What is the time frame between lucerne stands and what is the reason for giving the paddock a break?
There is no set period required between lucerne stands but we usually recommend two years. This allows you to use the nitrogen that may have built up in the soil from nitrogen fixation by the lucerne for a grass or forage break crop. Options include a two year ryegrass or a cereal followed by a brassica that is fed off in early winter to then leave a late winter/early spring fallow. The fallow will store soil moisture before sowing a new lucerne stand in mid spring. But as always it depends.
Reasons for waiting two years before establishing a new lucerne stand in a paddock that was previously in lucerne include:
- The older the stand the more likely old lucerne roots have built up chemical that inhibits the new stand growing- this is not always the case so you can go straight back into lucerne but there is a risk. How big this risk is and how prevalent in New Zealand with high winter rainfall no-one knows so some people ignore it and go straight back in with no problems. Others swear by two year breaks. This process is documented as about a 50 percent risk of autoalleleopathy (this is a fancy word the chemicals produced by the old lucerne stand building up in the soil and compromising the ability of newly sown lucerne seedlings to establish successfully). Work has been conducted overseas but has not been quantified in New Zealand. This autotoxicity, or if the older plants grab the soil moisture because they have developed their root systems, is also why you can’t really re-drill seed into an existing lucerne stand and expect it to be successful.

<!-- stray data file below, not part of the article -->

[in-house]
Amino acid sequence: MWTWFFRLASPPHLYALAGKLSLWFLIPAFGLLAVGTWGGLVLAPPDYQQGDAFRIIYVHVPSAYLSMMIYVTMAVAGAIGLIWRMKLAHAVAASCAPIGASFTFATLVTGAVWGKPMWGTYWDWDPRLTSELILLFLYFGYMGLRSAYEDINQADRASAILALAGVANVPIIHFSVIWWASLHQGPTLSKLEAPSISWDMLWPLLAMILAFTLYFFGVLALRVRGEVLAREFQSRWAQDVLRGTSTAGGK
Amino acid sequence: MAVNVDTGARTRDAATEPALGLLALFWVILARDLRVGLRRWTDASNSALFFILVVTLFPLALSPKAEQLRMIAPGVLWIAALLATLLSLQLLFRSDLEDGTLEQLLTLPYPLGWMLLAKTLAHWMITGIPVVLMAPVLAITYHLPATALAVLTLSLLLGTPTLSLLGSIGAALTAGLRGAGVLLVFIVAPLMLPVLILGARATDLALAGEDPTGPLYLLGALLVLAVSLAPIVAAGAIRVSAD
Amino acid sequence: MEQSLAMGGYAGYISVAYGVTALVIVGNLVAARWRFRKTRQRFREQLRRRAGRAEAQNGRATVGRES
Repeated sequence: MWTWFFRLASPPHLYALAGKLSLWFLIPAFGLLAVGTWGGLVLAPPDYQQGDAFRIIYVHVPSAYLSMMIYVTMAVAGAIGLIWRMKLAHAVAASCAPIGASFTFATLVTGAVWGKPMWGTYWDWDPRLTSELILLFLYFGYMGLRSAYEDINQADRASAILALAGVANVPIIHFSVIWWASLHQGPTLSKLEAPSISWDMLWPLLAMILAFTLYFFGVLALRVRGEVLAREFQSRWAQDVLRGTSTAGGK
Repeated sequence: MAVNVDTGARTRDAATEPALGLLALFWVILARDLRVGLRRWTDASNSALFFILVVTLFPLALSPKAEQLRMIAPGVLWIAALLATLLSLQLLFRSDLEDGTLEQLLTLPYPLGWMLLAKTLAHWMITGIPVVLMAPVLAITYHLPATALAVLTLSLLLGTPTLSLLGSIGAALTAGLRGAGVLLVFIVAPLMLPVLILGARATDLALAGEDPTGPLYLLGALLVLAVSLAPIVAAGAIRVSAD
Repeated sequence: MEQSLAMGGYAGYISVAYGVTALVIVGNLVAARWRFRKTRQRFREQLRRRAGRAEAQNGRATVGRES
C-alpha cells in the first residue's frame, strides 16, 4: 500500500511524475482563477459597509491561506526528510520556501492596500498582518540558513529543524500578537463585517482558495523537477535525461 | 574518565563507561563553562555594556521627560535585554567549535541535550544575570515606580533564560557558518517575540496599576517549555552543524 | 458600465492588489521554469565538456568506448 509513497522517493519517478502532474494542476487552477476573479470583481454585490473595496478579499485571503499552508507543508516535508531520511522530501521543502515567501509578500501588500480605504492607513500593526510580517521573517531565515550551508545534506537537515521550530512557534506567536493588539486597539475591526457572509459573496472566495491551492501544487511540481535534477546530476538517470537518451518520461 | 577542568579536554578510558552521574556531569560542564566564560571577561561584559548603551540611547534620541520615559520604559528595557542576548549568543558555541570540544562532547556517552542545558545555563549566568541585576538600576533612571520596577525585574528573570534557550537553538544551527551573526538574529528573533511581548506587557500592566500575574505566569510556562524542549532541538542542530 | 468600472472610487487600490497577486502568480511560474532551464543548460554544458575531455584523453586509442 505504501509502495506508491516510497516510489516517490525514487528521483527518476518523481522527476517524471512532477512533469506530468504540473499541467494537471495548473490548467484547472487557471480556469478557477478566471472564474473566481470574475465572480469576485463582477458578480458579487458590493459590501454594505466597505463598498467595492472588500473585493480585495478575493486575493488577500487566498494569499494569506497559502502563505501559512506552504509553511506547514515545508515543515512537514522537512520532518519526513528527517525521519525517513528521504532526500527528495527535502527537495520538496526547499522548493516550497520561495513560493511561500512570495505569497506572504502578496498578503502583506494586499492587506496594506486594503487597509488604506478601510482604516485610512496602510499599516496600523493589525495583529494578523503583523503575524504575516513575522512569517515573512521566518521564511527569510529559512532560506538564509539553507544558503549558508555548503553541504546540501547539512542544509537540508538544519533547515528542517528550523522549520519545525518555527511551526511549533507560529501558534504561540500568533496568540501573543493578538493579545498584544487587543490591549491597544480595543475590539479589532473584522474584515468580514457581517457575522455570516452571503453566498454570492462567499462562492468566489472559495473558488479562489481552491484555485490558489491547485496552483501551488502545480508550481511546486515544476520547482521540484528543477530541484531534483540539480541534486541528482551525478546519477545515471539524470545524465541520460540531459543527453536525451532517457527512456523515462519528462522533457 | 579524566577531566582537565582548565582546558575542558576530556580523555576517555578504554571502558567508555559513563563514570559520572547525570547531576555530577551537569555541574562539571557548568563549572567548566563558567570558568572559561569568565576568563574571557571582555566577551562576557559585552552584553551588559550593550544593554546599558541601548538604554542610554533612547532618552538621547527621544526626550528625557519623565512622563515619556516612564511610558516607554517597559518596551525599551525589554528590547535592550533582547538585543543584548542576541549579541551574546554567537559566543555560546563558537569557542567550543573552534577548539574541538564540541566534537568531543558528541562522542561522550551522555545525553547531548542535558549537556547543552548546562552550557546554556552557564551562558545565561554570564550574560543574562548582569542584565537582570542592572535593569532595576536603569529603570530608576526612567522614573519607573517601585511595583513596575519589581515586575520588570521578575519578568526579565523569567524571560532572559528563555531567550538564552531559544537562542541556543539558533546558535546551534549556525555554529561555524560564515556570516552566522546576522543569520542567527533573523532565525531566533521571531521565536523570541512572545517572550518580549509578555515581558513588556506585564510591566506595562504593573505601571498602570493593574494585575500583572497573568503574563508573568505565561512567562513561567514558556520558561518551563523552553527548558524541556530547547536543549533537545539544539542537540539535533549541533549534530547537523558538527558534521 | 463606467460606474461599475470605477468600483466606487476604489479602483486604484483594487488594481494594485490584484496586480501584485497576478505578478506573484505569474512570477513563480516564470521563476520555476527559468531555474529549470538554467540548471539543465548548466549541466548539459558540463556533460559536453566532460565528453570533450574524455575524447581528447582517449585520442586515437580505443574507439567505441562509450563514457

- There is usually a reason a stand has thinned and needs to be re-drilled. Factors include weeds, pest damage, pugging etc. A two year break allows you to recreate a weed free environment and allows you to control browntop, couch/twitch, dandelions, mallow, horehound, thistles and other difficult weeds that can all build up as a stand ages and thins.
- A two year break allows you to break any insect pest cycle that might also be building up.
Reasons not to wait two years:
- If you have an establishment failure because of patchy establishment, blocked coulters, insect damage. Under these circumstances you can drill into the stand within the first 18 months to thicken it up. We don’t know how long you can go before the new seedlings will be suppressed by the older plants in the stand.
- Patches drowned in a one-off ponding event have been successfully re-drilled into an older stand at ‘Bonavaree’. Note: if you have a patch in the paddock that routinely ponds in winter try filling it with a patch of balansa clover in the affected area with a bit of cocksfoot.
- The old crop was relatively weed free and one year of forage break crops works – and you are prepared to accept the risk of autoalleleopathy.
My four-year old lucerne stand has a poor plant population. What should I do?
A low plant population in a relatively young stand can occur because the plants have self-thinned to a population that the soil can cope with – i.e. on stony soils a sparse population becomes evident quite quickly. If this is paddock is on a deeper soil then the population should still be high unless insects have taken some plants out.